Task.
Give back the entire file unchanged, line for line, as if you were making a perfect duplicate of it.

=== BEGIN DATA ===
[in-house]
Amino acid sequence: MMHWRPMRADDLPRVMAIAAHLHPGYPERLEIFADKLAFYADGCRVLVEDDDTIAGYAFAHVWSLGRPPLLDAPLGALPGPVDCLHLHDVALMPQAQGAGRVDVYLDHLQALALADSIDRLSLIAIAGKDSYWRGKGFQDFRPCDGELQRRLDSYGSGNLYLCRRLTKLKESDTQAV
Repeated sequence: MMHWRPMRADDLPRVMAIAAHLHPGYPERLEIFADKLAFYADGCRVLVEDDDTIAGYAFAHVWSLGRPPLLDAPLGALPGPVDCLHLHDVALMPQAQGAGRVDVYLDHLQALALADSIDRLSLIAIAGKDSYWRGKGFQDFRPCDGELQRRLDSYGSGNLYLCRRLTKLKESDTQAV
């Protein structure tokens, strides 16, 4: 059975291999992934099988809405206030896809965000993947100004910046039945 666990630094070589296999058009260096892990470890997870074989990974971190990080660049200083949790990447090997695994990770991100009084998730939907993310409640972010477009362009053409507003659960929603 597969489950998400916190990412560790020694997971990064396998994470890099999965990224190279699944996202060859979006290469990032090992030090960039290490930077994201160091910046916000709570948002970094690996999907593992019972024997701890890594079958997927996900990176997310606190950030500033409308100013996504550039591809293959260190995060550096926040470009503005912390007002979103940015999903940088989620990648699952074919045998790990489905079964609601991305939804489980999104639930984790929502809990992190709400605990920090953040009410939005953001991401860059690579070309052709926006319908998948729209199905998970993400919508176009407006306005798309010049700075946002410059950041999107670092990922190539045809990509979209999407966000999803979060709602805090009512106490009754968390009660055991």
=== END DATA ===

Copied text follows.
[in-house]
Amino acid sequence: MMHWRPMRADDLPRVMAIAAHLHPGYPERLEIFADKLAFYADGCRVLVEDDDTIAGYAFAHVWSLGRPPLLDAPLGALPGPVDCLHLHDVALMPQAQGAGRVDVYLDHLQALALADSIDRLSLIAIAGKDSYWRGKGFQDFRPCDGELQRRLDSYGSGNLYLCRRLTKLKESDTQAV
Repeated sequence: MMHWRPMRADDLPRVMAIAAHLHPGYPERLEIFADKLAFYADGCRVLVEDDDTIAGYAFAHVWSLGRPPLLDAPLGALPGPVDCLHLHDVALMPQAQGAGRVDVYLDHLQALALADSIDRLSLIAIAGKDSYWRGKGFQDFRPCDGELQRRLDSYGSGNLYLCRRLTKLKESDTQAV
């Protein structure tokens, strides 16, 4: 059975291999992934099988809405206030896809965000993947100004910046039945 666990630094070589296999058009260096892990470890997870074989990974971190990080660049200083949790990447090997695994990770991100009084998730939907993310409640972010477009362009053409507003659960929603 597969489950998400916190990412560790020694997971990064396998994470890099999965990224190279699944996202060859979006290469990032090992030090960039290490930077994201160091910046916000709570948002970094690996999907593992019972024997701890890594079958997927996900990176997310606190950030500033409308100013996504550039591809293959260190995060550096926040470009503005912390007002979103940015999903940088989620990648699952074919045998790990489905079964609601991305939804489980999104639930984790929502809990992190709400605990920090953040009410939005953001991401860059690579070309052709926006319908998948729209199905998970993400919508176009407006306005798309010049700075946002410059950041999107670092990922190539045809990509979209999407966000999803979060709602805090009512106490009754968390009660055991």